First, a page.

“I get it, I get it, Moog.” We’d miss each other, but neither of us wanted to admit it. Instead, I filled the silence with one last question.
“Nope.” He grinned, “You’re really bad at this, man. I think you’re running out of countries, actually. Sumatra’s not even a nation.”
I guess Moog would win this game for now. Not that it really mattered to our friendship where he was from.
Maybe I’d visit his home country without even realizing it. Stop in at his parents’ restaurant and share a meal with them.
It was possible. There was a lot to see out there. You remember, reader, at the very beginning of my story to you? When I told you the world was a big, big place? Billions of people, each with their own life story? Maybe with their own balloons they needed to find?
This was the start of that realization for me. This was the day that my search began in earnest.
Next stop, La Paz, Mexico.
I stepped into the basket, conscious of how my heart was behaving. Would it start racing? Would fear grip and paralyze me as my mind jumped back to thoughts of the violent storm that brought me here? Would I be hit with a panic attack like had been happening in the past whenever I thought about getting back into the balloon?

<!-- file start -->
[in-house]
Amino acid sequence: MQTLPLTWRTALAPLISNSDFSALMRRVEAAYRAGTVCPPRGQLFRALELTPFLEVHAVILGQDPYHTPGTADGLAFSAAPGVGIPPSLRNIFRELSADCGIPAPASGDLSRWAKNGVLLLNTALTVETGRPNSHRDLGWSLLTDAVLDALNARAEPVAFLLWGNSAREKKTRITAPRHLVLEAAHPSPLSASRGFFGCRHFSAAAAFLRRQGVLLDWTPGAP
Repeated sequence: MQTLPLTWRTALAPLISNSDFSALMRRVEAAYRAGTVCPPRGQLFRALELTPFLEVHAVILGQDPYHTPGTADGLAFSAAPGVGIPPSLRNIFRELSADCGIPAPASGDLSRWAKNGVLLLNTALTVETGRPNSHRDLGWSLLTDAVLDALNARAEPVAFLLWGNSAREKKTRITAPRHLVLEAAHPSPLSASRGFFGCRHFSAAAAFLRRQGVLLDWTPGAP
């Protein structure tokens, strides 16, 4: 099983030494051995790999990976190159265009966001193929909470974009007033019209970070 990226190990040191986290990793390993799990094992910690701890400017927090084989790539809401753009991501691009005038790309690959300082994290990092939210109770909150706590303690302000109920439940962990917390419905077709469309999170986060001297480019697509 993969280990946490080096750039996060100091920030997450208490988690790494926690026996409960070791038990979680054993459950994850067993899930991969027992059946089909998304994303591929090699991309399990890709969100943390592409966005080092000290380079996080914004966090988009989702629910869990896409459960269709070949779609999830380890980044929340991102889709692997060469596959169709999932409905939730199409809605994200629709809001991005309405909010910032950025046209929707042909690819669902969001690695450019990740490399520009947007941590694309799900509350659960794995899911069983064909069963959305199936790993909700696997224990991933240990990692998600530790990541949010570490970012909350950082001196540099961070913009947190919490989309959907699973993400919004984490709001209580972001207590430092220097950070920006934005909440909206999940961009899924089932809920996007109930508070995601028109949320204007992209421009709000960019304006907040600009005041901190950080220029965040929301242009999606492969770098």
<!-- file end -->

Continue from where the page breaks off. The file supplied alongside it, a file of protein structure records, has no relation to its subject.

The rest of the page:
Nothing yet. So far, so good.
I closed the wicker gate behind me. What few belongings I had were stowed neatly away. I had never really grasped how roomy The Candlewind was. I had no idea what Alice’s husband used it for, but it seemed ready—eager even—for travel. Another mystery I’d have to ask her about. She had been increasingly cryptic lately. When I told her about the stolen money, her only message back was:
Did you Get the nOte?
The balloon began to rise. Just a few inches at first. I looked back at Moog and Sondra. We all started laughing and whooping.